Wulumuqi Road Apartment
Friday 17 May 2013
In the re-design of this top-floor apartment, the original flat roof was partially demolished to give way to an attic addition. This attic took reference from the vernacular form of the dormer window found in the neighborhood. The triangular form of the dormer window roof served as an archetypal form that was rigorously applied to this project - with all of its implications of structure, envelope and geometry.
On a formal level, the triangulation of the added roof plane - necessary in a dormer window in order to bring daylight into the attic - was extrapolated to give shape to the ceilings, walls and new staircase. Indirect artificial lighting was achieved by concealing lights along the edges of overlapping triangles that made up the walls and ceilings. The staircase took on a similar form, where each tread and baluster was separately articulated to mark the culmination of these graduating and transformative triangle surfaces.
On the programmatic level, the new continuous form not only gave rise to the fluid expression of the staircase, but it also gave an organisational logic to other needs of the apartment, such as roof level access to a small outdoor roof patio, as well as a passively cooled interior activated by the double height space. The rest of the apartment was kept relatively simple, where the existing industrial steel windows, wooden flooring and white plaster walls were retained, in anticipation of the unfolding elements from above.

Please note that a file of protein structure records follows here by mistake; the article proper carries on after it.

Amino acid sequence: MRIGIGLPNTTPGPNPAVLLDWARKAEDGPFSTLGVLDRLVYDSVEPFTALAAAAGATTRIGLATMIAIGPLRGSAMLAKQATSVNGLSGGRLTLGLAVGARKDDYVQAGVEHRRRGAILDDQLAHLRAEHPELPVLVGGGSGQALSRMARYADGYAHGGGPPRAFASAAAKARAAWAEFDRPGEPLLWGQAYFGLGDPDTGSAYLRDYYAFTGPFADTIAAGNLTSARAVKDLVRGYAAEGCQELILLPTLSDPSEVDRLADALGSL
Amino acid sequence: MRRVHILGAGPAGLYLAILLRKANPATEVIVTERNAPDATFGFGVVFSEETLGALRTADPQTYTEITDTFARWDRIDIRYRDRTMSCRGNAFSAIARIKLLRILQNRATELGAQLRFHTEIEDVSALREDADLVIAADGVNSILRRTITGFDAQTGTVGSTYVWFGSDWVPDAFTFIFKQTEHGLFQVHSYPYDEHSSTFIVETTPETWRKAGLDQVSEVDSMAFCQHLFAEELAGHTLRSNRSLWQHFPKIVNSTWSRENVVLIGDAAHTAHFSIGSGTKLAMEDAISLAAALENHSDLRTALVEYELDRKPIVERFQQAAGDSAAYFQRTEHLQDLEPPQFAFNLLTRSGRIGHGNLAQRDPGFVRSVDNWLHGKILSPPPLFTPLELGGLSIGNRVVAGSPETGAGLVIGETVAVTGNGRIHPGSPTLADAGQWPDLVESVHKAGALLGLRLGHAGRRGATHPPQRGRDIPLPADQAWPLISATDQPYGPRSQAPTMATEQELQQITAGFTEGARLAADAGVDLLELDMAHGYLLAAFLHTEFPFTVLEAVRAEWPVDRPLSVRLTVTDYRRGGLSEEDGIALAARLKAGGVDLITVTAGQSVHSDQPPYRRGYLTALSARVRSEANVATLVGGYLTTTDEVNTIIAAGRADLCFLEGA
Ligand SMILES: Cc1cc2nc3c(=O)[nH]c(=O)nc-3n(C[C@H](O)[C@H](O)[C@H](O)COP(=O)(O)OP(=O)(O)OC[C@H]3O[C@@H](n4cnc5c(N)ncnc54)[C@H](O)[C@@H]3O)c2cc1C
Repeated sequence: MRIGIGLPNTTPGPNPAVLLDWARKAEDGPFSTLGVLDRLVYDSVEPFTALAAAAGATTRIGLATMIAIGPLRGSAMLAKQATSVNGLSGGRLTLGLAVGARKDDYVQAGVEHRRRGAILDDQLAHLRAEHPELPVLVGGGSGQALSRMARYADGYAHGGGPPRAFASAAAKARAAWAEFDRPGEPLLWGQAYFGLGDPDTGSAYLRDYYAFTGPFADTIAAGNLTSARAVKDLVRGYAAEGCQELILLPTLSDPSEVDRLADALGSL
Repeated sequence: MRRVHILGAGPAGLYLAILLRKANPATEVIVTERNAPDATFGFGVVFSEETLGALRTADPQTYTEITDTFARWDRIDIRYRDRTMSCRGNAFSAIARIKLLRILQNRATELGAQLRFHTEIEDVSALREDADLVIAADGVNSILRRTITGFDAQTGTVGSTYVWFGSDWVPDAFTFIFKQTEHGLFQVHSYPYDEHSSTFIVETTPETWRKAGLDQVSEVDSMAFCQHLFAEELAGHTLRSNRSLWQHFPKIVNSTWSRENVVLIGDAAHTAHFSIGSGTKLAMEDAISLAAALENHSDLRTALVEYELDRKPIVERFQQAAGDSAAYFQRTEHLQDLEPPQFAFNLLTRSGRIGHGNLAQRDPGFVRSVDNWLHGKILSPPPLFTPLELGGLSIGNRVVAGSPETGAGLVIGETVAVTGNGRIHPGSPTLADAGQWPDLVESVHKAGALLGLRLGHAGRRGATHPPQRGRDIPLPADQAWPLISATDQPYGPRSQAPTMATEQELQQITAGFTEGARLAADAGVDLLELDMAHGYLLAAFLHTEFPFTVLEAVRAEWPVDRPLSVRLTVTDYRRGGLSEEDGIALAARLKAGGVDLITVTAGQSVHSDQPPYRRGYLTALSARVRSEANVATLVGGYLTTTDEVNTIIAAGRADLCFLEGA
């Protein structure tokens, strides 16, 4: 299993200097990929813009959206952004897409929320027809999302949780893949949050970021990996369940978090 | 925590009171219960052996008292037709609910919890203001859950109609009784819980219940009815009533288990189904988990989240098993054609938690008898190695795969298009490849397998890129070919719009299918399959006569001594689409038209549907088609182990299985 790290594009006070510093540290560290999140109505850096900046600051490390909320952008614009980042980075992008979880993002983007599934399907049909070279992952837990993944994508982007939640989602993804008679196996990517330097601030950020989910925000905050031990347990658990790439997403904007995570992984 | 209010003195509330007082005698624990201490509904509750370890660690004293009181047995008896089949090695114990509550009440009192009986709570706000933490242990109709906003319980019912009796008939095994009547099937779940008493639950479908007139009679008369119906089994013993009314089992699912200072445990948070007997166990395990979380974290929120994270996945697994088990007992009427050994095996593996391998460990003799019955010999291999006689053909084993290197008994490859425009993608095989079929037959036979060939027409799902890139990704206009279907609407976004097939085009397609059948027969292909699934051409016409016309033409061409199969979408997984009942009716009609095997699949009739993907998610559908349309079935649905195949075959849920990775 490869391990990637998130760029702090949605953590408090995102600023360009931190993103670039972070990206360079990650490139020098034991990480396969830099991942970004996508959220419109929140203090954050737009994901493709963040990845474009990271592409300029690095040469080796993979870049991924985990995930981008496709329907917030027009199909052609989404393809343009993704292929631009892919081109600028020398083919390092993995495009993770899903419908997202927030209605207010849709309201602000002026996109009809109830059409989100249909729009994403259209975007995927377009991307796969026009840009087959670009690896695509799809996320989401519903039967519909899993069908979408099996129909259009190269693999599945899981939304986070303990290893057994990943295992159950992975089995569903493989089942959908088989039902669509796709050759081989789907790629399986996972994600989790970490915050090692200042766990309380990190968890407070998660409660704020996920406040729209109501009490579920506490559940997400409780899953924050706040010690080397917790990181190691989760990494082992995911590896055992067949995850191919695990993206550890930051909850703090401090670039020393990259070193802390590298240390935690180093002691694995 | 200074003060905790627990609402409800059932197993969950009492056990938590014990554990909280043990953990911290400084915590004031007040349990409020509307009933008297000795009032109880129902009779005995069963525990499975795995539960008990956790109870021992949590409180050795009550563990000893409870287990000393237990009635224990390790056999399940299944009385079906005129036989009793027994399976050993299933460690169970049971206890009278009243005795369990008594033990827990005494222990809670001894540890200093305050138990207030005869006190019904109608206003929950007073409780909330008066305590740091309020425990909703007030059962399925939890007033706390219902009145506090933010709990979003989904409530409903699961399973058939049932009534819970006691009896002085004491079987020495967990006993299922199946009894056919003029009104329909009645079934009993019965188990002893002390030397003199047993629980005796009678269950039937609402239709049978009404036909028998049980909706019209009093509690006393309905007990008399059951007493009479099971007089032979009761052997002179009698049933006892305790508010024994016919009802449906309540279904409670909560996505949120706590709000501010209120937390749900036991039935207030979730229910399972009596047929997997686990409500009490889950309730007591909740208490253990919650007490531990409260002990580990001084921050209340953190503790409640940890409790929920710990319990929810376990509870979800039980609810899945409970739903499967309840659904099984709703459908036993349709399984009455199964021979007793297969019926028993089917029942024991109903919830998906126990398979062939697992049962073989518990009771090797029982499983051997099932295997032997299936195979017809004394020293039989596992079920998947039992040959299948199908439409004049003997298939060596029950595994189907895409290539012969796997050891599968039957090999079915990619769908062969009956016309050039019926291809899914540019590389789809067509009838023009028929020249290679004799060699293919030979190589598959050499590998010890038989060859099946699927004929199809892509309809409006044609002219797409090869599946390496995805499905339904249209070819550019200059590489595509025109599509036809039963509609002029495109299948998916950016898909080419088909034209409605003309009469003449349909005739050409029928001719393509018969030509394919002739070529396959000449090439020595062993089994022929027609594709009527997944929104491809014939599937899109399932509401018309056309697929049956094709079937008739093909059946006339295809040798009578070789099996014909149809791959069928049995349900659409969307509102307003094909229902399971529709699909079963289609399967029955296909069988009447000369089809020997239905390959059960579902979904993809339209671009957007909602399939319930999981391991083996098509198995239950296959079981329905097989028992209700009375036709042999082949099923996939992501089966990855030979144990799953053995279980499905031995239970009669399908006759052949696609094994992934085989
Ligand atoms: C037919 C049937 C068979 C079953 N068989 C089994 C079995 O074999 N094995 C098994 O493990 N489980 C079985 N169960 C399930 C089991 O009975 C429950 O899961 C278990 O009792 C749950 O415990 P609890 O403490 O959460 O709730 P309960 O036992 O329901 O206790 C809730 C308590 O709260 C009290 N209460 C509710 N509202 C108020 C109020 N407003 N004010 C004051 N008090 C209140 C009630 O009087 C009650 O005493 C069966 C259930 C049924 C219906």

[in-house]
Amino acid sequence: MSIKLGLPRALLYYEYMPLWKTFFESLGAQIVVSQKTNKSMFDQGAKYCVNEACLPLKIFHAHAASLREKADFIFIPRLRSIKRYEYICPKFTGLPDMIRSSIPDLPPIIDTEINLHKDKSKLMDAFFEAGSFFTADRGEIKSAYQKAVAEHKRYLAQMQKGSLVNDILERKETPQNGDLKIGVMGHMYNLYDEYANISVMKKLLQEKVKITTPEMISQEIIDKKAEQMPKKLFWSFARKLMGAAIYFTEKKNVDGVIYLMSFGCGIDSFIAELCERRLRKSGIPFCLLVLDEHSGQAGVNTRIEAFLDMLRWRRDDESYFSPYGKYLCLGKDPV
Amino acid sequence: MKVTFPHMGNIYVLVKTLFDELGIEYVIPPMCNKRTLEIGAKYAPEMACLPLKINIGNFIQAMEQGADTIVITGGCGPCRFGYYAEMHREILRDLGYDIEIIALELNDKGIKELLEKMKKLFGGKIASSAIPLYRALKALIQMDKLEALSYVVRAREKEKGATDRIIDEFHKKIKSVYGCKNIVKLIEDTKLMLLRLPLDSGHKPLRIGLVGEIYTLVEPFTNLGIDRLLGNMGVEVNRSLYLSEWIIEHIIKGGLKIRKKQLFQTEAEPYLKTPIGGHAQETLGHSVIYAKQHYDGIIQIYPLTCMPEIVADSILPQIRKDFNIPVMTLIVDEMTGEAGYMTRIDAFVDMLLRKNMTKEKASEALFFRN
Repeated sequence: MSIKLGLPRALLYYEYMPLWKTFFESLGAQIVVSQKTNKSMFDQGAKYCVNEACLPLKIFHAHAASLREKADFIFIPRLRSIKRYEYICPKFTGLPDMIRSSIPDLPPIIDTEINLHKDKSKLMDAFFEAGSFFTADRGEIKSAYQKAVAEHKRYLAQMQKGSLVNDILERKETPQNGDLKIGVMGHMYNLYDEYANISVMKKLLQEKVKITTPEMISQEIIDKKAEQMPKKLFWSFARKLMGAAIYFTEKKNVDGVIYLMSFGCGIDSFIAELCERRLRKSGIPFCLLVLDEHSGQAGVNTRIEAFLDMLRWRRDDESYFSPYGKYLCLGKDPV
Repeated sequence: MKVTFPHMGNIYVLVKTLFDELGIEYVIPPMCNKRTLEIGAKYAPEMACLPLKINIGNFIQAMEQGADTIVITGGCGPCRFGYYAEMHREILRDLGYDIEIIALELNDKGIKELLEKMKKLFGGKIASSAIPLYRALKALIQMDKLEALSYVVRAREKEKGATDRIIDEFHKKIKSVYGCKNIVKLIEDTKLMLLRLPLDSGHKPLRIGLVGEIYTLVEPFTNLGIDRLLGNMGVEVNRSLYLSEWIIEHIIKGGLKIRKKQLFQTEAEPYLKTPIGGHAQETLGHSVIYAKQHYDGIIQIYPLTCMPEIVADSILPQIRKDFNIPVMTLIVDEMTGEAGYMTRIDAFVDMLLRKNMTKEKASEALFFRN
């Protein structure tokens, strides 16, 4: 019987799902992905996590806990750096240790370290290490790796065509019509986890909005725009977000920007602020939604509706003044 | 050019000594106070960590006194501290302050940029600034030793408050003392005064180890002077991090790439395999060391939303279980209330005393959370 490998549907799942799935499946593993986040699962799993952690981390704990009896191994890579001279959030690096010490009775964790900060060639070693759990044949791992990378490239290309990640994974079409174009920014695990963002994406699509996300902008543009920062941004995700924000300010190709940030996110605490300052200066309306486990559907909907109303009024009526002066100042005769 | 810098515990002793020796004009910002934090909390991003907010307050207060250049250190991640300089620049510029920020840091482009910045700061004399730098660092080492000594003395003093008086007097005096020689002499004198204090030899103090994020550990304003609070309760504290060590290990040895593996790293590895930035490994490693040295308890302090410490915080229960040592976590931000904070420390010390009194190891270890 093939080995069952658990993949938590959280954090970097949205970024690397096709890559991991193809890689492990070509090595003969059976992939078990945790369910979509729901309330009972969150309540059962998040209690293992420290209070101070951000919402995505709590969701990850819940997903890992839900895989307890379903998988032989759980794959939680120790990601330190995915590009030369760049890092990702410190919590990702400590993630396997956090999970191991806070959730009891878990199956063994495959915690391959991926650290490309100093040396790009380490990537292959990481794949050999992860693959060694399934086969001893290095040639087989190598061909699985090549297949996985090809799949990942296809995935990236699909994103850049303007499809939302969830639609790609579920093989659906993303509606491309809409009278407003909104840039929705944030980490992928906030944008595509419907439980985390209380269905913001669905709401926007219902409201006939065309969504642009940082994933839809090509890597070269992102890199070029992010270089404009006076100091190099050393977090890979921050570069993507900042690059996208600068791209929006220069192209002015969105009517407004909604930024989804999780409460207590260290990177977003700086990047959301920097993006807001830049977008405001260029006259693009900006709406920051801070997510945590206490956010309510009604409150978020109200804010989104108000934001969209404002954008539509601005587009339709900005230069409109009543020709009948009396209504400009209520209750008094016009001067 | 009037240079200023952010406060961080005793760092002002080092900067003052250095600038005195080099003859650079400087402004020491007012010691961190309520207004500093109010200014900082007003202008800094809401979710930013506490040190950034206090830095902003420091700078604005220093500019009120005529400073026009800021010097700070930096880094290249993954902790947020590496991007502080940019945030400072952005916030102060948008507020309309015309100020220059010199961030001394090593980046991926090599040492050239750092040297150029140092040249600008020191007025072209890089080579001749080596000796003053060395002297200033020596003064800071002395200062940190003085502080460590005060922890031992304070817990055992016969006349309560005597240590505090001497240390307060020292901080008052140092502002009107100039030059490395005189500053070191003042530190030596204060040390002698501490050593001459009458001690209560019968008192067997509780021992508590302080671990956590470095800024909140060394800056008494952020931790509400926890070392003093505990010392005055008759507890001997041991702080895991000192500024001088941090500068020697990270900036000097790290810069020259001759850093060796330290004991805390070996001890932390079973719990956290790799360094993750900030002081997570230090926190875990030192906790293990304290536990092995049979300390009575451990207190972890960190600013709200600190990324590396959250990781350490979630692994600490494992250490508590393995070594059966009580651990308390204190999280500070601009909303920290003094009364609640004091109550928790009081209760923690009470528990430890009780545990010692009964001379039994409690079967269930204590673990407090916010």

This project sets out to blend into its surrounding by adopting the city's policy of generating more pitched roof housing with civic character. Without being embroiled in an aesthetic debate of what constitutes a more contemporary language of architecture, this project took the pitched red-clad tiled roof as the Shanghai 1930s modern vernacular, and reconstructed a new narrative around this genealogy.
The construction of the new attic roof was done with recycled red clay tiles, bricks and timber beams from demolished buildings in the vicinity, and a local builder was hired to build with traditional methods. Apart from visually connecting to the 1930s modern heritage of Shanghai, this project taps more deeply to the socio-economic roots of its surroundings by searching out the material and labour discarded in the name of progress in a city undergoing rapid demolition and transformation. The recycling of building materials and retention of original architecture also minimized the carbon footprint of the project.